Definition of enunciate in English:

enunciate

Line breaks: enun¦ci|ate
Pronunciation: /ɪˈnʌnsɪeɪt
 
/

verb

[with object]

Derivatives

enunciation

Pronunciation: /-ˈeɪʃ(ə)n/
noun
More example sentences
  • The student, standing up, would have the next minute to say the poem, with perfect pronunciation and enunciation, without mistake or face the prospect of laps.
  • So wouldn't it be nice if all teachers were tested to demonstrate their competency in English enunciation and pronunciation so they could pass it on to their charges.
  • The training must include intense and particular attention to pronunciation, intonation and enunciation.

enunciative

Pronunciation: /-sɪətɪv/
adjective
More example sentences
  • What I would say is that he has lost the enunciative function with respect to what is news and how it is shown.
  • He stares at the camera, neither smiling nor frowning, a flaccid ageing man who, like the worst of the abuses of enunciative function, fails to speak - either confessionally or as insane - its own evil.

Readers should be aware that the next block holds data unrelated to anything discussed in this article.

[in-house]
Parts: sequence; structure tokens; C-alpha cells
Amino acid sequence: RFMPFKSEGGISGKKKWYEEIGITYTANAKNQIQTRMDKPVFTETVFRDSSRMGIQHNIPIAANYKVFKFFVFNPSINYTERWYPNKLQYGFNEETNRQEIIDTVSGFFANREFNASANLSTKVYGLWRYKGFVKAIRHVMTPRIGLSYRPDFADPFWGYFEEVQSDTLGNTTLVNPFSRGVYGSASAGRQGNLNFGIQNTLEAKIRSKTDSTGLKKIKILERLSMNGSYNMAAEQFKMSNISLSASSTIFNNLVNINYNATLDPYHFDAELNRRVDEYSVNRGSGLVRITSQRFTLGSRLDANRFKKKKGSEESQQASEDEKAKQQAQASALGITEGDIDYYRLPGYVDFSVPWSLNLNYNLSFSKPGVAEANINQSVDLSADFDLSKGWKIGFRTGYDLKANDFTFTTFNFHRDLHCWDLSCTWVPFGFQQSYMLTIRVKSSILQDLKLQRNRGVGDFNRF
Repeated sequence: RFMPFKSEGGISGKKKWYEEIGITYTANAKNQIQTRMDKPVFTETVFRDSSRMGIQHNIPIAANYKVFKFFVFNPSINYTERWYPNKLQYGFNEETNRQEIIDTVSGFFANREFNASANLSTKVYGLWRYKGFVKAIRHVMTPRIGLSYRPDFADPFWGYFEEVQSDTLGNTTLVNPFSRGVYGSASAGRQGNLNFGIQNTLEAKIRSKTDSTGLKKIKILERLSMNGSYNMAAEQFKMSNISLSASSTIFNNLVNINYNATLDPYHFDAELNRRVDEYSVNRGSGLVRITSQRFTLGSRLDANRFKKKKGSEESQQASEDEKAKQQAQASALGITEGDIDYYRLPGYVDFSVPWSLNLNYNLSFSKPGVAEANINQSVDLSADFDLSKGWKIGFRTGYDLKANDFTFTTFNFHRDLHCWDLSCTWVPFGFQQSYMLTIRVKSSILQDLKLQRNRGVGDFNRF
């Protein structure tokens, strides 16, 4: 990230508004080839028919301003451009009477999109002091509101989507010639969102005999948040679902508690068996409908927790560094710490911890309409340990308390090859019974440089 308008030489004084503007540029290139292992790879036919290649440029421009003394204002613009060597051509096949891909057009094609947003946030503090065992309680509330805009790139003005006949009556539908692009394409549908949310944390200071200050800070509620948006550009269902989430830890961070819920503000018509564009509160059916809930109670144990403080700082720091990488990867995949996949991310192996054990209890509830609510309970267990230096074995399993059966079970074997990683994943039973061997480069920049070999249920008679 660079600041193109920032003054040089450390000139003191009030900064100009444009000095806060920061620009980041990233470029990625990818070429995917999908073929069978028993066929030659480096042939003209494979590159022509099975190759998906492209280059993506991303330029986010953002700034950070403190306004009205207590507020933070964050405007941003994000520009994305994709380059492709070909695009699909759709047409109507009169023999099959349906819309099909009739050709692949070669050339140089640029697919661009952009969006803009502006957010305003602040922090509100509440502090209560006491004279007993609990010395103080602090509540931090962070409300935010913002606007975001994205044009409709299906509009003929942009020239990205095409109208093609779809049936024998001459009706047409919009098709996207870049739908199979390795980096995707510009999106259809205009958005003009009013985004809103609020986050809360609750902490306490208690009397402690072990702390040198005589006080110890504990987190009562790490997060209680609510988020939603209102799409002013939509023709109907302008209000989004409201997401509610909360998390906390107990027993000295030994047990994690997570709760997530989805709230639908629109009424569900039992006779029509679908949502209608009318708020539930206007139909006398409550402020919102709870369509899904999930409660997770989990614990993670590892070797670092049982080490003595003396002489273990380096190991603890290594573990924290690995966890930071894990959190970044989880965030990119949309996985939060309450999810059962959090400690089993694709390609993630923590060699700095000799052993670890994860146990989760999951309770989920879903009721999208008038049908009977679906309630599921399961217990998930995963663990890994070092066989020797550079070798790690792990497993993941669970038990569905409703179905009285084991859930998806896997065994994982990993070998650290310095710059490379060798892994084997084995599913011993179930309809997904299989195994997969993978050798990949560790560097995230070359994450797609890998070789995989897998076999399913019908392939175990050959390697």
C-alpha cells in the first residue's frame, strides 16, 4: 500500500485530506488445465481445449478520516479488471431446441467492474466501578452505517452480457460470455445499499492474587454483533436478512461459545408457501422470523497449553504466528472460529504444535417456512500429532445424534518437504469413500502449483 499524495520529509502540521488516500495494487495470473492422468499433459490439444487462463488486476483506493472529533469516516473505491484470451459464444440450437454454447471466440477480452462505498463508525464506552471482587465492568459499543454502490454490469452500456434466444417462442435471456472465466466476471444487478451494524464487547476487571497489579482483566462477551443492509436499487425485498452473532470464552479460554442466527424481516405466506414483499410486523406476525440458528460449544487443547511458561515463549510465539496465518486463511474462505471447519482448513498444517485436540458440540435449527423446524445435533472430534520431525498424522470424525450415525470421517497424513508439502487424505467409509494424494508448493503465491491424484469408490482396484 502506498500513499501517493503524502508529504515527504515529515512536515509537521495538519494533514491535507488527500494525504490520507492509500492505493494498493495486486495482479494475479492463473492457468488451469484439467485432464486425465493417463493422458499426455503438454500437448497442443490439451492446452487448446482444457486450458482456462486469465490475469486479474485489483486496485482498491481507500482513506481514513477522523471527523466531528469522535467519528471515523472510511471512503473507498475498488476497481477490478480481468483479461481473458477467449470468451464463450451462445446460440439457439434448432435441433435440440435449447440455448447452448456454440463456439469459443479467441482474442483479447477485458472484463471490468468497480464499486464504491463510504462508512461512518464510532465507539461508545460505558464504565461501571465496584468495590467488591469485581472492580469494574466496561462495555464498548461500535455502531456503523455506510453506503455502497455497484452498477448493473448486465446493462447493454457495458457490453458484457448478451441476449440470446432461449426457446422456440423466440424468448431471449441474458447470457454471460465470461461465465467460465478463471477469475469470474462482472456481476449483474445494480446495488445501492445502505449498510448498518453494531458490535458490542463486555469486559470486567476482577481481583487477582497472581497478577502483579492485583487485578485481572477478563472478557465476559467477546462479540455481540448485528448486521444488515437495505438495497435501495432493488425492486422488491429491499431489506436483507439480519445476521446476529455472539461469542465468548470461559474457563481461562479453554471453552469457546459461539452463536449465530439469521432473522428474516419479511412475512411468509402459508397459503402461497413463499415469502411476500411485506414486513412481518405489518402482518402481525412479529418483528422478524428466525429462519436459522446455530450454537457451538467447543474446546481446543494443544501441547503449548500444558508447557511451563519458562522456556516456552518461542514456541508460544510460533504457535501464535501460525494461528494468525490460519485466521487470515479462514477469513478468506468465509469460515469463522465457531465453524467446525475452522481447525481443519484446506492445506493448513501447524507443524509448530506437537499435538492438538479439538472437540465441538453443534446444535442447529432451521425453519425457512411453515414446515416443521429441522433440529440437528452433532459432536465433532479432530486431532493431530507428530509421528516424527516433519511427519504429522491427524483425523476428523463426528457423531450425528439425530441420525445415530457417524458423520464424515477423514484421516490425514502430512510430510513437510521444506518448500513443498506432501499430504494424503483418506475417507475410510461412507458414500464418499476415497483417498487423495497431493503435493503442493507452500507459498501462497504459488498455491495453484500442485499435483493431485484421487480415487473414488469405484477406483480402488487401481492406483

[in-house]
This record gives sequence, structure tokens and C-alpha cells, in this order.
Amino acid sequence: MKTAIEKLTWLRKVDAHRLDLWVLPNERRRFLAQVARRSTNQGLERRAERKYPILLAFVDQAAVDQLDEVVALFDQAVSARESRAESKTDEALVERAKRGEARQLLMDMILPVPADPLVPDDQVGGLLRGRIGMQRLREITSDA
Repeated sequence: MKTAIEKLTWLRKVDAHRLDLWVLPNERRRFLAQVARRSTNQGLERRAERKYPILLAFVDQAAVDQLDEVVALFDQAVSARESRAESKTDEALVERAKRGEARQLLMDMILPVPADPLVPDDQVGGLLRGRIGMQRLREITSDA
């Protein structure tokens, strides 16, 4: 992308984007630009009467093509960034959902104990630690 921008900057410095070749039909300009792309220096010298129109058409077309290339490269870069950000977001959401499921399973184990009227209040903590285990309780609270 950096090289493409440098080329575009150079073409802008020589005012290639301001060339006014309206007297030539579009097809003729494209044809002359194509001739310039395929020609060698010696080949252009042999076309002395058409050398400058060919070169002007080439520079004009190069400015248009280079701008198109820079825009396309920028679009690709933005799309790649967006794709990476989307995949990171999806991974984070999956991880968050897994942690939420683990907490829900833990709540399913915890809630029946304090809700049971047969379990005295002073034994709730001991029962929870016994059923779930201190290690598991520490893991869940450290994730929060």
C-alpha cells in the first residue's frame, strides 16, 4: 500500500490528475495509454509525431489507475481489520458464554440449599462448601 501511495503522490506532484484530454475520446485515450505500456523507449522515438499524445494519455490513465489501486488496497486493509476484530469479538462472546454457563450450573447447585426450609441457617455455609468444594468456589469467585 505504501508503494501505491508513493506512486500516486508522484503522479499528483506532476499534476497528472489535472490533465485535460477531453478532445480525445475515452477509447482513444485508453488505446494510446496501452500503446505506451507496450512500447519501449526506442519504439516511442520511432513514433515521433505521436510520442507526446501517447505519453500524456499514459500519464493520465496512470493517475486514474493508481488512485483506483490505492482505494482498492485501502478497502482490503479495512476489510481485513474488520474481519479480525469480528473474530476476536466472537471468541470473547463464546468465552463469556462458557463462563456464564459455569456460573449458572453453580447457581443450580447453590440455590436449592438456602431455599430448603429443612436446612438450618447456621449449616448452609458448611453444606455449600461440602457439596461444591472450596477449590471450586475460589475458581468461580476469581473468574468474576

• Once, when two passed into many, a shifting ruse claimed heritage, when clandestine revolution offered a way to dwell in enunciative loveliness, liquid, accelerated speech.

enunciator

noun
More example sentences
  • In his own way, he is the best lyricist, alliterator and enunciator out there in hip-hop music.
  • The truth is that the enunciators of the floating island theory have failed to face very obvious possibilities that make the doctrine quite impracticable when tested by the actualities of life on board ship and ashore.
  • In some communions the clergy are the sole enunciators of Scripture.

Origin

mid 16th century (as enunciation): from Latin enuntiat- 'announced clearly', from the verb enuntiare, from e- (variant of ex-) 'out' + nuntiare 'announce' (from nuntius 'messenger').

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